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Horticulture and Home Pest News
Horticulture & Home Pest News is filled with articles on current horticulture, plant care, pest management, and common household pests written by Iowa State University Extension specialists in the Departments of Entomology, Horticulture and Plant Pathology.

Planting Melons in the Home Garden

This article was published originally on 5/4/2011

 
Though they take up considerable space and require a long growing season, many home gardeners can't resist planting a few watermelons and muskmelons. 
 
Melons are relatively easy to grow. Their basic requirements are full sun and a fertile, well-drained soil. Heavy, poorly drained soils can often be improved by incorporating organic matter, such as compost or well-rotted manure, into the soil. 
 
Watermelon and muskmelon are warm-season crops. Plant melons after the danger of frost is past and soil temperatures have warmed to 60 to 70 degrees Fahrenheit. Melons can be planted in mid-May in central Iowa. Gardeners in southern Iowa can plant about 1 week earlier. Plant 1 week later in northern areas of the state. 
 
Muskmelon and watermelon are normally planted in hills. Plant 4 or 5 seeds per hill at a depth of 1 inch. Later, remove all but 2 or 3 healthy, well-spaced plants per hill when seedlings have 1 or 2 true leaves. 
 
For an earlier crop, melon transplants can be started indoors. Start seeds indoors 3 to 4 weeks before the anticipated outdoor planting date. Plantable containers, such as peat pots, work best as both plant and container are transplanted directly into the garden, resulting in little damage to the transplant's root system. Sow 3 or 4 seeds per container, later remove all but 2 seedlings. Transplant outdoors when plants have 1 or 2 true leaves. Harden the plants outdoors for a few days prior to planting to lessen transplant stress. Initially place the transplants in a shady, protected location and then gradually expose them to longer periods of direct sun. 
 
Hills of muskmelon should be spaced 3 to 5 feet apart with 5 to 7 feet between rows. Watermelon hills and rows should be spaced 6 to 8 feet apart. If garden space is limited, bush-type varieties of muskmelon and watermelon are available. 
 
Home gardeners can promote early melon production by using black plastic mulch. Black plastic promotes spring growth by warming the soil. The plastic mulch also helps to conserve soil moisture and control weeds. Lay the black plastic over moist soil on a calm day. Anchor the edges of the plastic mulch by making furrows 2 or 3 inches deep, placing the edges in the furrows, then covering with soil. To plant, cut holes in the plastic with a sharp knife or bulb planter. The holes should be in the center of the plastic film and just large enough to plant the seeds or transplants.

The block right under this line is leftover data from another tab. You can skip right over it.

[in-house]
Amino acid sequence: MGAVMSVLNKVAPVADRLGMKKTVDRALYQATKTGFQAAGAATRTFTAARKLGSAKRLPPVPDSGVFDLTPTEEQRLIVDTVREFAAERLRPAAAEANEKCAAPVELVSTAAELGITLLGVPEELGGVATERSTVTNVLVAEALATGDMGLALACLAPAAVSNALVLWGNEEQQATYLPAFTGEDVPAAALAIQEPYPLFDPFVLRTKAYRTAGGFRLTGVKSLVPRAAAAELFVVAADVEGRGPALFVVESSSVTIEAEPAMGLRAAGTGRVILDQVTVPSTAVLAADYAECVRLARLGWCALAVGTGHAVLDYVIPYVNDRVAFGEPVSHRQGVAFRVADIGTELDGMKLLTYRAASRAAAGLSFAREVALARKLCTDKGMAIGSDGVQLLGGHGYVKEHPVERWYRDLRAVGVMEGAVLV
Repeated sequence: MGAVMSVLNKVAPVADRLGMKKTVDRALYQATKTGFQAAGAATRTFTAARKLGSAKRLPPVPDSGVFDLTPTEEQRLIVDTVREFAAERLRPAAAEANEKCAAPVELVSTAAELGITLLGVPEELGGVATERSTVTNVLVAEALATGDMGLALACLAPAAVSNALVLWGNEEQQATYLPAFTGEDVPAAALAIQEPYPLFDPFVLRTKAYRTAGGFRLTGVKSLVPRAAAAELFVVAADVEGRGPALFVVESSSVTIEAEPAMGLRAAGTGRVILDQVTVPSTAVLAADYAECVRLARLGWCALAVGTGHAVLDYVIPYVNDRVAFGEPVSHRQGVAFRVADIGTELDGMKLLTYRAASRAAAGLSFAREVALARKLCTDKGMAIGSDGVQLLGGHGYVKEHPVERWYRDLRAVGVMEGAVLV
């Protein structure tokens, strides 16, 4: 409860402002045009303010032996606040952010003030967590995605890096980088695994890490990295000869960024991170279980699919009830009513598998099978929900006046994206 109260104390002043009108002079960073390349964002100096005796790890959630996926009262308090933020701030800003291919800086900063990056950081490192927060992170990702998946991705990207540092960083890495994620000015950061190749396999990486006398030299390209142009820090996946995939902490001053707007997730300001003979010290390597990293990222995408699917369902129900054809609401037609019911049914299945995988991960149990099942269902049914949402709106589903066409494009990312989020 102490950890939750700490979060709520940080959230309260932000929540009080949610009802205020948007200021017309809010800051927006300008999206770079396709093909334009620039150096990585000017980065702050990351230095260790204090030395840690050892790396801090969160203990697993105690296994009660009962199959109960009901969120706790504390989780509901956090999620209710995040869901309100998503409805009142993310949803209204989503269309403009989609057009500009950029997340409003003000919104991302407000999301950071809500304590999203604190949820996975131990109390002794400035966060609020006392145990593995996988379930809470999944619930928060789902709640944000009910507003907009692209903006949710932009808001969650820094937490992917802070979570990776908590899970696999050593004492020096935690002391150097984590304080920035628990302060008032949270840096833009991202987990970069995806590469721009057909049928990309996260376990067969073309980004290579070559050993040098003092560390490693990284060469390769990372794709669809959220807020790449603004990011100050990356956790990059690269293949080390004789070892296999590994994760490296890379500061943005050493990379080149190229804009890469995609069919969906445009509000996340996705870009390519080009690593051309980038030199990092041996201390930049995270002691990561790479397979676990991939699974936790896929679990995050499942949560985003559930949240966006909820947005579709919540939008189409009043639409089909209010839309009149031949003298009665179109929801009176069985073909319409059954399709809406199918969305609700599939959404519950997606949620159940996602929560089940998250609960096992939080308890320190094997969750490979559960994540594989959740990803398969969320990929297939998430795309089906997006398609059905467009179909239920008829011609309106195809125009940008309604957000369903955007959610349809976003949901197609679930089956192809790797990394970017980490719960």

Suggested muskmelon varieties for Iowa include 'Earlisweet' (early maturing, 2 to 3 lb. fruit), 'Eclipse' (round 6 to 8 lb. fruit), 'Athena' (oval 4 to 6 lb. fruit), 'Aphrodite' (oval 6 to 9 lb. fruit), 'Superstar' (oval 6 to 8 lb. fruit ), 'Ambrosia' (round 4 to 5 lb. fruit), 'Hale's Best' (oval 4 to 5 lb. fruit, heirloom), 'Earlidew' (honeydew type, pale green flesh), and 'Passport' (hybrid melon, green flesh). 
 
Excellent watermelon varieties include 'Crimson Sweet' (red-fleshed, seeded, blocky round fruit, 20 to 30 lb.), 'Royal Sweet' (red-fleshed, seeded, blocky oval fruit, 20 to 25 lb.), 'Sangria' (red-fleshed, seeded, blocky oval fruit, 20 to 26 lb.), 'Crunchy Red' (red-fleshed, seedless, round to oval fruit, 15 to 18 lb.), 'Gypsy' (red-fleshed, seedless, round fruit, 13 to 17 lb.), 'Millionaire' (red-fleshed, seedless, oblong fruit, 13 to 20 lb.), 'Sweet Beauty' (red-fleshed, seeded, oblong icebox-size fruit, 5 to 7 lb.), 'Yellow Baby' (yellow-fleshed, seeded, round fruit, 9 to 12 lb.), and 'Amarillo' (yellow-fleshed, seedless, round fruit, 12 to 14 lb.). 
 
A seeded variety (pollenizer) must be planted with seedless watermelon varieties for proper pollination. Pollinator seeds are often included in seedless watermelon seed packets.